Production on 1st down always effects second and third down. In the first half against the Rebs, UGA was in 3rd and long in 60% of its 3rd down situations. Against Missouri UGA found itself in third and long in 54% of its third down situations… “about” the same in terms of being in that situation.
The difference? Eason. He converted 3rd and 10, 7, 7, 4, 6, 1 and 2 into first downs against Missouri in the first half and only converted 3rd and 4 against the Rebs. UGA also performed much better against Missouri, 5.5 yards per 1st and 10, than against Ole Miss, 4.4 yards per 1st and ten. All that added up to slightly easier conversions on third down. It does without saying that what happens on first down effects third down.
That might not seem like much, but that’s a difference of 25% on first half first downs in those two games. That made a major difference of UGA scoring 21 points against Missouri in the first half and being shutout by the Rebels.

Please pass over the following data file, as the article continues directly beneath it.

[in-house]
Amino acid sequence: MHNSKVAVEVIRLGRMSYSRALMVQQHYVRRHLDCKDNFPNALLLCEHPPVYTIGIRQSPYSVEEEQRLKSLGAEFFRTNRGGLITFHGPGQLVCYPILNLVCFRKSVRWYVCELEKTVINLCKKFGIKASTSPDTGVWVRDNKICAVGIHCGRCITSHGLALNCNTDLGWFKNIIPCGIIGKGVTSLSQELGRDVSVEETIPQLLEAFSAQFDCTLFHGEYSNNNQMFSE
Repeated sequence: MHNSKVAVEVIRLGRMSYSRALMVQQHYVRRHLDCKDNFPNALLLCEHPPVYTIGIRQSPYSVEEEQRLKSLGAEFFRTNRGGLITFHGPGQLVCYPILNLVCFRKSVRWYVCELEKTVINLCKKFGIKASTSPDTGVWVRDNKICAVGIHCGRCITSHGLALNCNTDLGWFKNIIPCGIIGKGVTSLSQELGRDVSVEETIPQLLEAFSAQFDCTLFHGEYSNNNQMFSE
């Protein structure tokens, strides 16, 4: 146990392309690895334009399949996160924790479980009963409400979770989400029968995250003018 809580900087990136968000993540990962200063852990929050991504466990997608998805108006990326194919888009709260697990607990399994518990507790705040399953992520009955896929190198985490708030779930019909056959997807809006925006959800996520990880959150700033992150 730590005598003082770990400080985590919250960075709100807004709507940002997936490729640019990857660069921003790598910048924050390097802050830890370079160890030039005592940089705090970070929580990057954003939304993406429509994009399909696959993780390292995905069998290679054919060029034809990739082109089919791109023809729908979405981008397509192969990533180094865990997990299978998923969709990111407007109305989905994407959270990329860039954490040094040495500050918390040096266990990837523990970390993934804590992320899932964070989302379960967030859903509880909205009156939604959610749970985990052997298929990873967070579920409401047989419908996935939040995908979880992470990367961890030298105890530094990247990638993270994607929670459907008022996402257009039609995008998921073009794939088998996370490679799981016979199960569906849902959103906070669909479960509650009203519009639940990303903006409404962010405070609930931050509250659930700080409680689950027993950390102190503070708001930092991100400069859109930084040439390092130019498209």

What could change?
We will likely see Eason more active on first down. There’s a couple of reasons why. Clearly Nick Chubb being banged up heading into the Tennessee game is a major problem - he might not play. We won’t know if he can play probably until the team dresses out. UGA doesn’t have to travel, so they can delay the decision pretty well up to Saturday morning.
But don’t forget that Chubb is a downhill runner most used to the I formation. Meanwhile, Jacob Eason is a spread signal caller learning the I formation. Chubb is getting used to some spread principles; Eason getting used to the I. That’s causing problems.